We hope that everyone is having a successful exam season. Unfortunately, wintry weather is forecast for the next few days of our exam period. Many of you are concerned about the potential effects of bad weather on our exams. We understand that law students take exam preparation seriously, and that any changes to the exam schedule will cause inconvenience. We very much hope that the weather will have no effect on your exams. However, the weather is not a factor we can control, and we also want to take every precaution to ensure your safety. With that in mind, here are the guidelines that we will follow for the remainder of the exam period.
First, remember that the law school follows the University in making bad weather determinations. Although the undergraduate parts of the University are still in classes, not exams, we will still follow their lead.
If the University announces that the start of classes or the opening of offices is delayed, then any morning exams will begin at the delayed start time. For instance, if the University announces that classes will begin at 10am, then any exams scheduled for 9am will begin at 10am. This will not shorten exam times. If a delayed start to morning exams requires afternoon exams to be delayed, we will make every effort to notify affected faculty and students as soon as practicable via email.
If the University announces that evening classes are canceled, then any evening (6pm) exams scheduled on that day are canceled and will be rescheduled for the next available make-up exam slot.
If the University announces that an entire day of classes are canceled, then any exams scheduled for that day will be canceled and make-up dates and times will be announced as soon as practicable via email.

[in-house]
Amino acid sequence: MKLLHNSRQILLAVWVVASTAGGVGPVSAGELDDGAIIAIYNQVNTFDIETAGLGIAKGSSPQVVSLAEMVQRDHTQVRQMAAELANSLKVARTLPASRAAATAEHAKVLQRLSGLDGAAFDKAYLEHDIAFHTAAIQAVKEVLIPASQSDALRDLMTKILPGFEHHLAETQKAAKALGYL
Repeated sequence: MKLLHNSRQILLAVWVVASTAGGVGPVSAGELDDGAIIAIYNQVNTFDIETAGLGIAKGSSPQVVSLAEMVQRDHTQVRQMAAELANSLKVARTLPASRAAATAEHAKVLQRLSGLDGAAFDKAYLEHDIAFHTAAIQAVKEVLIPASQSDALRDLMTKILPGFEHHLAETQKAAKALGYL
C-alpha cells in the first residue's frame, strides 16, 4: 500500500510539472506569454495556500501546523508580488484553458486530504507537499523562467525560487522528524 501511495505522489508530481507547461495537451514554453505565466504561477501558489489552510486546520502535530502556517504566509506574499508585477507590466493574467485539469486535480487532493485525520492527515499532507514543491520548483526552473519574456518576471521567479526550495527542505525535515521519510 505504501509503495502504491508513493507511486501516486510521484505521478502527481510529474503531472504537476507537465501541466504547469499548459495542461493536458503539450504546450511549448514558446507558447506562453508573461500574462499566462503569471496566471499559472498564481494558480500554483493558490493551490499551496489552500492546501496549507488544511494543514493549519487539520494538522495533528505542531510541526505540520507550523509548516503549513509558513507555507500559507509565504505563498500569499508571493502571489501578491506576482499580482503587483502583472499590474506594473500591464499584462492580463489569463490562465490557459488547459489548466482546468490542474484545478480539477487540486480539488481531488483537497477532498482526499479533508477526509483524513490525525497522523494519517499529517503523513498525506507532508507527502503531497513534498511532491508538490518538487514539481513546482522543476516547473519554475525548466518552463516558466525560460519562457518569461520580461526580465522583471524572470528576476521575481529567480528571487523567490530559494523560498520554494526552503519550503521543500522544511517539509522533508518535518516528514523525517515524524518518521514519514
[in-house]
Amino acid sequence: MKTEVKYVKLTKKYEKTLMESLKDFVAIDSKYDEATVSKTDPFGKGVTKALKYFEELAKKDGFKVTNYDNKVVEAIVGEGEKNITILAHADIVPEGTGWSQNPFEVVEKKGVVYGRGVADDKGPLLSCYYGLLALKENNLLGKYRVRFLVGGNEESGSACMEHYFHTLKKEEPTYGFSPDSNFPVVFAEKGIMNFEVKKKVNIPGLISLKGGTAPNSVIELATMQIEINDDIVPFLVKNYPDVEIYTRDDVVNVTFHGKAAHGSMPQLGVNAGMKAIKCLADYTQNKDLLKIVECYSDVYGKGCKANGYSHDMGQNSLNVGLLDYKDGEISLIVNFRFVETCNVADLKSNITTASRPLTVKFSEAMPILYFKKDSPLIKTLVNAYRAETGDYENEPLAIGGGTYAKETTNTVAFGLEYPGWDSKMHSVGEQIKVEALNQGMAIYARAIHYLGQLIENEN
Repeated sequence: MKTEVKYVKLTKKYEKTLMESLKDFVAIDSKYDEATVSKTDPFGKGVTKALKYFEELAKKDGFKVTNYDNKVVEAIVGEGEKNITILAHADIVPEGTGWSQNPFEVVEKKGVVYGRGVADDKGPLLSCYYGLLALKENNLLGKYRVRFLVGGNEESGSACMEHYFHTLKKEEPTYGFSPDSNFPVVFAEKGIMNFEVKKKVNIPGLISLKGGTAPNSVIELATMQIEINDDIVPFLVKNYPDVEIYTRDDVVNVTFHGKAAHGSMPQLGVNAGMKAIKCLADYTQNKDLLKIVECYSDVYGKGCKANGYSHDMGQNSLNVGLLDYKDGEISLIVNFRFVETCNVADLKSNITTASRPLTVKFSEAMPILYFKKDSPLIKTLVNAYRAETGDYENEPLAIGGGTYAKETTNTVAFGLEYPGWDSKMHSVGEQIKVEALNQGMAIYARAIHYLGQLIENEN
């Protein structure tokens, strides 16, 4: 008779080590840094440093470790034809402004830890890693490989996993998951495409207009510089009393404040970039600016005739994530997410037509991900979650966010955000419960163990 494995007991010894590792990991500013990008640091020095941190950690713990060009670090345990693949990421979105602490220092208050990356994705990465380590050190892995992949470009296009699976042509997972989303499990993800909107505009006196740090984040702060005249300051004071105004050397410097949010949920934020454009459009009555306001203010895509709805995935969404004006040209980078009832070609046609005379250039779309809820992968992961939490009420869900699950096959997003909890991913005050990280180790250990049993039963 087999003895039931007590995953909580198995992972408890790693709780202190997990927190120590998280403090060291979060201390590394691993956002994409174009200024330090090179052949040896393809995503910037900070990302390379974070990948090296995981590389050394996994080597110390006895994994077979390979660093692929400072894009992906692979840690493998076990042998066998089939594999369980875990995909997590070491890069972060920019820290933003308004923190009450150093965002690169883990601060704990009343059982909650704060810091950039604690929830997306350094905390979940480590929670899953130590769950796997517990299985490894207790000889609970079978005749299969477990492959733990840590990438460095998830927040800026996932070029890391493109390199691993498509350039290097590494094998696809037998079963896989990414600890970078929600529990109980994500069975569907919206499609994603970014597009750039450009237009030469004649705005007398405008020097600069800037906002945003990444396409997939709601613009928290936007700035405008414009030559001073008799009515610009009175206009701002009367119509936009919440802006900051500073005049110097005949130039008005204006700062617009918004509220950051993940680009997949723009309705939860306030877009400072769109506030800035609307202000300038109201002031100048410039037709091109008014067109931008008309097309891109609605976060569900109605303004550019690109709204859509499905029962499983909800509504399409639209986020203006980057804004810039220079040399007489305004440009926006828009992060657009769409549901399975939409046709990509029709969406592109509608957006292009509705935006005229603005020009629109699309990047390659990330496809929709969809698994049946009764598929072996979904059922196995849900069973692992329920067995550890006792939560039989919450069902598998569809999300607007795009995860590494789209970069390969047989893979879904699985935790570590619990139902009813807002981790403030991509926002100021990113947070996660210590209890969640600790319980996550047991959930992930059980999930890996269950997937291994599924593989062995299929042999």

If any students have conflicts with a rescheduled exam, or other obligations that will make taking the exam at the rescheduled time impracticable, please contact the office of Assistant Dean Kimberly Ballard to discuss the possibility of a make-up exam. Decisions about make-up exams will be made on an individual basis.
We encourage all students to sign up for the University's RAVE Alert system at www.louisville.edu/alert. This will ensure that you have information about the University's decisions as soon as possible.
In addition, if severe weather occurs over the weekend when there are no exams scheduled, it is possible that the law library may have to close early. Any such decision will be made by the Law Library Director in the best interests of students and staff, and notice of any closure will be posted on the law library website as soon possible after the decision is made.
Finally, we recognize that some of you have commutes to campus that may pose unique challenges. If you feel that you cannot safely make it to the law school for a scheduled exam, please contact Assistant Dean Kimberly Ballard or Associate Dean Tim Hall to discuss your situation.
Professor David J. Leibson wanted to pursue a teaching career from a young age. But even he could not have envisioned what was to follow and what he would accomplish during a 40-plus-year distinguished tenure at the University of Louisville Brandeis School of Law—the law school from which he graduated first in his class in 1969.
“If someone would’ve told me in law school that I would end up being a so-called expert on the Uniform Commercial Code, I would’ve told them that they were crazy,” Leibson said. “That’s why I tell my students to never rule out anything as an opportunity.”